Since an association with genre is built into the generative assumptions that define the article’s model of character, this might be a predetermined result. But it also raises a hugely interesting question, and there’s lots of room for experimentation here. If the authors’ model of character is too structuralist for your taste, you’re free to sketch a different one and give it a try! Or, if you’re skeptical about our ability to fully “model” character, you could refuse to frame a generative model at all, and just use clustering algorithms in an ad hoc exploratory way to find clues.

Critics will probably also cavil about the dataset (which the authors have generously made available). Do Wikipedia plot summaries tell us about recurring character patterns in film, or do they tell us about the character patterns that are most readily recognized by editors of Wikipedia?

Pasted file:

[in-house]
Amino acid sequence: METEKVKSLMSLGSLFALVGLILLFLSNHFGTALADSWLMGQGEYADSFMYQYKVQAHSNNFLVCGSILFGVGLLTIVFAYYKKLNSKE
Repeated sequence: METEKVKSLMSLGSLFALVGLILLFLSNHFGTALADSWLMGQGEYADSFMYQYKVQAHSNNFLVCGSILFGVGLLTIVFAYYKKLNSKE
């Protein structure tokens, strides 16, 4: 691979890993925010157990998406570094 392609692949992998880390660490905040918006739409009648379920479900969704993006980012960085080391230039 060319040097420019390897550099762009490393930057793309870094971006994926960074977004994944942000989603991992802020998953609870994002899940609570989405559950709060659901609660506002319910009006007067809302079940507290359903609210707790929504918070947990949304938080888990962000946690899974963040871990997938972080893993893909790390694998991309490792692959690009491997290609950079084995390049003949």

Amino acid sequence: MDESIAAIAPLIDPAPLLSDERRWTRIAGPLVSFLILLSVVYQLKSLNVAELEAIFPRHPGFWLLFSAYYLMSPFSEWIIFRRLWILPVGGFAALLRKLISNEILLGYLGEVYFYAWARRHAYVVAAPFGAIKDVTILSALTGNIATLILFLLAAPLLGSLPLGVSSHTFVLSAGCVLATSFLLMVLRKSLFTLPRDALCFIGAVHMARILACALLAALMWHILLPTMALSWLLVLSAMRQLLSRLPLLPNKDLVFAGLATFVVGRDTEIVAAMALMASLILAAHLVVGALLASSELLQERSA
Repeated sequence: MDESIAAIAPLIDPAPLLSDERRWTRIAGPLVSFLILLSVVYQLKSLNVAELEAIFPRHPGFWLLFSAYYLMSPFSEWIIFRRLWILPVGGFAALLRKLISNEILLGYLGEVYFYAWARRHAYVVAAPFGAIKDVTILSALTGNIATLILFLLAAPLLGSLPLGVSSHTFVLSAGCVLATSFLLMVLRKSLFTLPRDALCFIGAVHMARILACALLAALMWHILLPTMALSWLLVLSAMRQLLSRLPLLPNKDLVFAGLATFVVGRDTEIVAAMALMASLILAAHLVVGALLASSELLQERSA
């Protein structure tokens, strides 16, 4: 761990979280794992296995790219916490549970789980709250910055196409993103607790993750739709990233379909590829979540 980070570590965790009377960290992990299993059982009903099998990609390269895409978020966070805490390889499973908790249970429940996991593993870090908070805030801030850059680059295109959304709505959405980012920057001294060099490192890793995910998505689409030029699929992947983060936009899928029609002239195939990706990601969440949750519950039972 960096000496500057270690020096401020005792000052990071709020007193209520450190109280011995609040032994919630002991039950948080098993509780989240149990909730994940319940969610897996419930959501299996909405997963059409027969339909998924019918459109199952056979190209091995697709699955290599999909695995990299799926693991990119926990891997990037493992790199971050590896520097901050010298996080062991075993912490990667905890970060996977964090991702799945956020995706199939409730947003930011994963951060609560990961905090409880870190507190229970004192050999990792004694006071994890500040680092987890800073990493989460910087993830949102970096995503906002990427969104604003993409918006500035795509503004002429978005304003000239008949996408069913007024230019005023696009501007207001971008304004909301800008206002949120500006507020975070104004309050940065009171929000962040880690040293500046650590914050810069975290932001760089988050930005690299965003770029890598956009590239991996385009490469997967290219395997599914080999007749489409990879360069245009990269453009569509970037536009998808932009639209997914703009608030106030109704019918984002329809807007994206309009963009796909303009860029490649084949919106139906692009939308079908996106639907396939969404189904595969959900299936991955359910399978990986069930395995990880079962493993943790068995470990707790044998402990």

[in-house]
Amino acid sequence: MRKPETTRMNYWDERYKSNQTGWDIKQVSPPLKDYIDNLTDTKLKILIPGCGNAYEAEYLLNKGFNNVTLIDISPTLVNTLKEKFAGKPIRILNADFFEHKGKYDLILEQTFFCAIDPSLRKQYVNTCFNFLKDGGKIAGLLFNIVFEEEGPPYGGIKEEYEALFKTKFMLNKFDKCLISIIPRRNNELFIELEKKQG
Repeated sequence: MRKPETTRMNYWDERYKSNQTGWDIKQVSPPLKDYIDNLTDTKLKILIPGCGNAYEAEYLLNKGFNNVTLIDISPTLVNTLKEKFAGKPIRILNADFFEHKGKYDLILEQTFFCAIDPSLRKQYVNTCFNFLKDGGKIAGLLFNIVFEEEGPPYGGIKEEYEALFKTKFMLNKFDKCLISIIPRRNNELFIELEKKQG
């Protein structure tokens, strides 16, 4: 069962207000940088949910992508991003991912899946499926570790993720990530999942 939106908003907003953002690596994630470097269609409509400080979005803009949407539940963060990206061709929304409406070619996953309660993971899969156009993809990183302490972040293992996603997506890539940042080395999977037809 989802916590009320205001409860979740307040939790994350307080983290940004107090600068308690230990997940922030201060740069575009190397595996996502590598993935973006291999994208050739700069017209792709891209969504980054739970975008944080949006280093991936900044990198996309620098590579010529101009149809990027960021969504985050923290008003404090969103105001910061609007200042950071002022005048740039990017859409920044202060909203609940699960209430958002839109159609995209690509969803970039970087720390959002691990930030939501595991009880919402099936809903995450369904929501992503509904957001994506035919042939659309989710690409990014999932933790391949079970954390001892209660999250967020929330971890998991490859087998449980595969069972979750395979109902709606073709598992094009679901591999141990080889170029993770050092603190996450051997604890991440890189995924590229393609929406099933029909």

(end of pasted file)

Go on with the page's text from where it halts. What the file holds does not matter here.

But I think it would be a mistake to cavil. When computer scientists hand you a new tool, the question to ask is not, “Have they used it yet to write innovative criticism?” The question to ask is, “Could we use this?” And clearly, we could.

The approach embodied in this article could be enormously valuable: it could help distant reading move beyond broad stylistic questions and start to grapple with the explicit social content of fiction (and for that matter, nonfiction, which may also rely on implicit schemas of character, as the authors shrewdly point out). Ideally, we would not only map the assumptions about character that typify a given period, but describe how those patterns have changed across time.